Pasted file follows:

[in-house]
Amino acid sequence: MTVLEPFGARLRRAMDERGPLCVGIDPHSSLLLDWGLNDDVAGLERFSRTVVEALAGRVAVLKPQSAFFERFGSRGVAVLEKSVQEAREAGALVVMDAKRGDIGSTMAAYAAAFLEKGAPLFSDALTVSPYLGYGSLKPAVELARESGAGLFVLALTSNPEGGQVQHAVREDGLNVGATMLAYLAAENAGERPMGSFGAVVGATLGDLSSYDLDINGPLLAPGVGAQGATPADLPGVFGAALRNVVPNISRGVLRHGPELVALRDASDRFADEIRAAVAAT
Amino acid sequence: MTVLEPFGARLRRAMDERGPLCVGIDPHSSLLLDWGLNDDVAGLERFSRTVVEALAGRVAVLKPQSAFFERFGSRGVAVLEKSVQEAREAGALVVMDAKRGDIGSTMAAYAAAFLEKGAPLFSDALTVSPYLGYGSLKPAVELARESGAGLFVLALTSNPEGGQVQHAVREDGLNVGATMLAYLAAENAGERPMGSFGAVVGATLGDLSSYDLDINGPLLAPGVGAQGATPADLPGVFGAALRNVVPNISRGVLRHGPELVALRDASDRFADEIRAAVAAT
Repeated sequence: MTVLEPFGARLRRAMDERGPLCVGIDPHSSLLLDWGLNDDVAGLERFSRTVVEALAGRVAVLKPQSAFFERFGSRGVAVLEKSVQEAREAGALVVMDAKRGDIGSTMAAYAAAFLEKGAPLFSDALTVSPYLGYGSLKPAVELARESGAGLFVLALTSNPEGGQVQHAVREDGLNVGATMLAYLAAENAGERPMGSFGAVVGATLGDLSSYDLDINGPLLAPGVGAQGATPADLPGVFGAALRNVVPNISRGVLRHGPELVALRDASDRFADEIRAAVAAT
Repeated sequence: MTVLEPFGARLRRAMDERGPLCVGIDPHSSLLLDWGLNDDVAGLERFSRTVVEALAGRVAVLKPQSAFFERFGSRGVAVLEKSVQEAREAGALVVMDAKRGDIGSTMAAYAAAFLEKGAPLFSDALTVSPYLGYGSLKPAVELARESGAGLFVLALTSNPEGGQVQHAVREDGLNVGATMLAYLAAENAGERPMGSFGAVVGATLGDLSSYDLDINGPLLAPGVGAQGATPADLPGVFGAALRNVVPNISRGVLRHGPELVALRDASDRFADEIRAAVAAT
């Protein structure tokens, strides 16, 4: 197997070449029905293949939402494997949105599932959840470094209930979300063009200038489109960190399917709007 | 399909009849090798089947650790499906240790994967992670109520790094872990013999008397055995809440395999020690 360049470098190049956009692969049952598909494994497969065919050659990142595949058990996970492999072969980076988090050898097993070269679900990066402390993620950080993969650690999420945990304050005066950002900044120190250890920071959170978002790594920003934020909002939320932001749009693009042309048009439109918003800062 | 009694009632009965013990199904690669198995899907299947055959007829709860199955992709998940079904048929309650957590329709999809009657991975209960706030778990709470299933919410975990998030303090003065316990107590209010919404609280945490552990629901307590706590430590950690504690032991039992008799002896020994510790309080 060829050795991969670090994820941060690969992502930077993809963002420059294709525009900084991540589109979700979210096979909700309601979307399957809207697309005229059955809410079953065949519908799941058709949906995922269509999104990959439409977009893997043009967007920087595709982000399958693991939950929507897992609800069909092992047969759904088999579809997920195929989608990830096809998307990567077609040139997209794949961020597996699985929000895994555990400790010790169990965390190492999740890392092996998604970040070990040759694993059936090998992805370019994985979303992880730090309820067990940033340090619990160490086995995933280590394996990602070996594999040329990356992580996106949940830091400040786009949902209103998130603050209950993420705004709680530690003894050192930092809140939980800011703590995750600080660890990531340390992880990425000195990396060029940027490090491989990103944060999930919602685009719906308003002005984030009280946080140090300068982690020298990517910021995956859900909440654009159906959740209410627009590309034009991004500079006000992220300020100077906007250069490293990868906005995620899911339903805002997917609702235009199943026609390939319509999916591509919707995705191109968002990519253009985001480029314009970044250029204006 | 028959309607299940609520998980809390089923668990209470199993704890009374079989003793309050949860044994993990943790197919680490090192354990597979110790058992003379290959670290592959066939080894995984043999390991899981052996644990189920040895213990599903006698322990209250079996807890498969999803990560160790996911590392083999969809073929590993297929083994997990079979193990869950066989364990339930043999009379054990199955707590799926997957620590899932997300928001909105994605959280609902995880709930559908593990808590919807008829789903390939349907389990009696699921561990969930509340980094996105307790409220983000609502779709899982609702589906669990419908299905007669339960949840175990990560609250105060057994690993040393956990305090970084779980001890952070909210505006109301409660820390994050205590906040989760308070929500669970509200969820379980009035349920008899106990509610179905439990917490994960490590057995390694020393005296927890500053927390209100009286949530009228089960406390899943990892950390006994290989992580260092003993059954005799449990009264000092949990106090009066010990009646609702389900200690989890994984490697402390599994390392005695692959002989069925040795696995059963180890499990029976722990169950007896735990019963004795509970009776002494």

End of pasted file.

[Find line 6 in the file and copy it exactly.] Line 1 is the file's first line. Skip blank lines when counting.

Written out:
């Protein structure tokens, strides 16, 4: 197997070449029905293949939402494997949105599932959840470094209930979300063009200038489109960190399917709007 | 399909009849090798089947650790499906240790994967992670109520790094872990013999008397055995809440395999020690 360049470098190049956009692969049952598909494994497969065919050659990142595949058990996970492999072969980076988090050898097993070269679900990066402390993620950080993969650690999420945990304050005066950002900044120190250890920071959170978002790594920003934020909002939320932001749009693009042309048009439109918003800062 | 009694009632009965013990199904690669198995899907299947055959007829709860199955992709998940079904048929309650957590329709999809009657991975209960706030778990709470299933919410975990998030303090003065316990107590209010919404609280945490552990629901307590706590430590950690504690032991039992008799002896020994510790309080 060829050795991969670090994820941060690969992502930077993809963002420059294709525009900084991540589109979700979210096979909700309601979307399957809207697309005229059955809410079953065949519908799941058709949906995922269509999104990959439409977009893997043009967007920087595709982000399958693991939950929507897992609800069909092992047969759904088999579809997920195929989608990830096809998307990567077609040139997209794949961020597996699985929000895994555990400790010790169990965390190492999740890392092996998604970040070990040759694993059936090998992805370019994985979303992880730090309820067990940033340090619990160490086995995933280590394996990602070996594999040329990356992580996106949940830091400040786009949902209103998130603050209950993420705004709680530690003894050192930092809140939980800011703590995750600080660890990531340390992880990425000195990396060029940027490090491989990103944060999930919602685009719906308003002005984030009280946080140090300068982690020298990517910021995956859900909440654009159906959740209410627009590309034009991004500079006000992220300020100077906007250069490293990868906005995620899911339903805002997917609702235009199943026609390939319509999916591509919707995705191109968002990519253009985001480029314009970044250029204006 | 028959309607299940609520998980809390089923668990209470199993704890009374079989003793309050949860044994993990943790197919680490090192354990597979110790058992003379290959670290592959066939080894995984043999390991899981052996644990189920040895213990599903006698322990209250079996807890498969999803990560160790996911590392083999969809073929590993297929083994997990079979193990869950066989364990339930043999009379054990199955707590799926997957620590899932997300928001909105994605959280609902995880709930559908593990808590919807008829789903390939349907389990009696699921561990969930509340980094996105307790409220983000609502779709899982609702589906669990419908299905007669339960949840175990990560609250105060057994690993040393956990305090970084779980001890952070909210505006109301409660820390994050205590906040989760308070929500669970509200969820379980009035349920008899106990509610179905439990917490994960490590057995390694020393005296927890500053927390209100009286949530009228089960406390899943990892950390006994290989992580260092003993059954005799449990009264000092949990106090009066010990009646609702389900200690989890994984490697402390599994390392005695692959002989069925040795696995059963180890499990029976722990169950007896735990019963004795509970009776002494």